Wednesday, October 17, 2012

$Billions in antiquities and art reflect the pull of cultural property

The politics and economics of cultural property made headlines with a $2 billion estimate for looted antiquities from Syria  and a $1.5 billion estimate for the offering of art at London’s Frieze week.  The illicit market in antiquities and the art market not only indicate a demand for cultural property but also indicate initiative to steal and create to meet the demand. The market demand, such as illustrated by Beijing’s 798 Art Zone, reflects the pull of cultural property in international affairs.
In politics of the past week, cultural heritage provided a means of diplomacy in two volatile regions that have ramifications for international security. In Iran, Director General of the International Centre for the Study of the Preservation and Restoration of Cultural Property (ICCROM) met with Deputy Director of the Cultural Heritage and Tourism and Handicrafts Organization (CHTHO) in Tehran. ICCROM agreed to assist CHTHO by training groups of Iranian experts. In Korea, France agreed on shared ownership of cultural patrimony that had been looted the mid-1800s. The repatriation of Joseon-period royal texts from France to Korea in the form of a long-term lease shows innovation in resolution of ownership disputes. At the same time, the United Nations announced access to worldwide cases and analyses of organized crime operations. As a result of a joint effort of the Italian and Colombian governments and in coordination with Interpol, the collated material will provide a valuable source for research on contraband including trafficked cultural property.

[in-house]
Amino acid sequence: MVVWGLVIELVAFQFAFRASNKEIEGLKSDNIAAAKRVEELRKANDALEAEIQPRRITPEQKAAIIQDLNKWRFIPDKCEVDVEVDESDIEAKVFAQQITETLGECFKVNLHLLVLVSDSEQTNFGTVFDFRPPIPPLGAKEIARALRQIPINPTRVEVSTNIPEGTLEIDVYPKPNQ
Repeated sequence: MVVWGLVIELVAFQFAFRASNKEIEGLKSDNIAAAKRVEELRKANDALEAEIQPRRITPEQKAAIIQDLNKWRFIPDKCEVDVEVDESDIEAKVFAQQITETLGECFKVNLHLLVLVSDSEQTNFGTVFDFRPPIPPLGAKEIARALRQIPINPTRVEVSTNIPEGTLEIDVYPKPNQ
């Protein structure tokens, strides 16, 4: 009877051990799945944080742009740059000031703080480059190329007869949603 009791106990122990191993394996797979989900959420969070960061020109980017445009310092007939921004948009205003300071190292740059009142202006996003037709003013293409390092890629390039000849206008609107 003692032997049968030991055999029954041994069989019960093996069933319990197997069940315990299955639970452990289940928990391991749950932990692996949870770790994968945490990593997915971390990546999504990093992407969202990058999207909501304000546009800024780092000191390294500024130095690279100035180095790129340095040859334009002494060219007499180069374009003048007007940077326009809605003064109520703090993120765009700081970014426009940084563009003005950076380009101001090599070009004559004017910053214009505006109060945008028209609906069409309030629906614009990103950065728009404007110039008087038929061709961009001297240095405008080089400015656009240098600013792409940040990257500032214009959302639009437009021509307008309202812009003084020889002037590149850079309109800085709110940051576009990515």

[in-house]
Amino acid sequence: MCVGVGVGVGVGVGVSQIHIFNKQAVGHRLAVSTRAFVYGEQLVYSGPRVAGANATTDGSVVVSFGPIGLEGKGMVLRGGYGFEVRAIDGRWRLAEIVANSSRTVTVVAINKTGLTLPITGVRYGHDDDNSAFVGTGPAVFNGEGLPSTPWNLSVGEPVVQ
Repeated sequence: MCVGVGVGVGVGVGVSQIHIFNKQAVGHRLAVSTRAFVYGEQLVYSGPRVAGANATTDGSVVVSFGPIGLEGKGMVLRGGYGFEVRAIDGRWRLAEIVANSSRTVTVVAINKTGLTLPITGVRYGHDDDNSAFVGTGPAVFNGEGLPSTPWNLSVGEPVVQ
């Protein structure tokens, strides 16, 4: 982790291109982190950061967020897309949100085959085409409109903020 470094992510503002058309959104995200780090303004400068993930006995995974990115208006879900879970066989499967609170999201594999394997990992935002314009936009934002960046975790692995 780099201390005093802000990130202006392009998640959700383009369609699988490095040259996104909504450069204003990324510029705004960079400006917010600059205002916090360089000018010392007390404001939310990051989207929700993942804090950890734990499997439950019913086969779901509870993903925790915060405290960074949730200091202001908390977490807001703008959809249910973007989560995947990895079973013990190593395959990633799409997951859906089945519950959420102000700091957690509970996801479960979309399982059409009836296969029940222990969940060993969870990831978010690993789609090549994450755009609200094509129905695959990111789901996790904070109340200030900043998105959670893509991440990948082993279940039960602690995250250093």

In economics, the art market flourishes at both ends. At the high end, debate surrounds the perceived value of works by Gerhard Richter. Paintings by the living German artist fetch in excess of 20 million pounds. The success and safety of Richter’s works as investments has been recognized by celebrities such as Eric Clapton and attributed to the transnational appeal of colorful abstracts. At the affordable end, US-based Costco, the seventh largest retailer in the world, has resumed selling limited edition prints of well-known artists such as Warhol and Matisse with prices ranging below $1000. While the “art for everybody” concept has origins with Sears in the 1960s, perhaps Costco’s international presence in countries such as South Korea will effectively exploit expanding interest in art collecting. In a similar vein, India has “re-invented” printmaking to service budget collectors.
In some cases, the integration of politics and economics has ramifications for security. The wealth of looted cultural material from Syria echoes the severity of the conflict and raises concern over cultural cleansing that may also fund the conflict. On the upside, cooperation on the protection of cultural property improves relations between nations and increases the potential for tourism. Preserving cultural heritage in Iran and returning cultural patrimony to Korea provide a basis for developing museums and other cultural institutions. Cultural institutions both attract tourism and propagate identity that plays a role in social and political stability.

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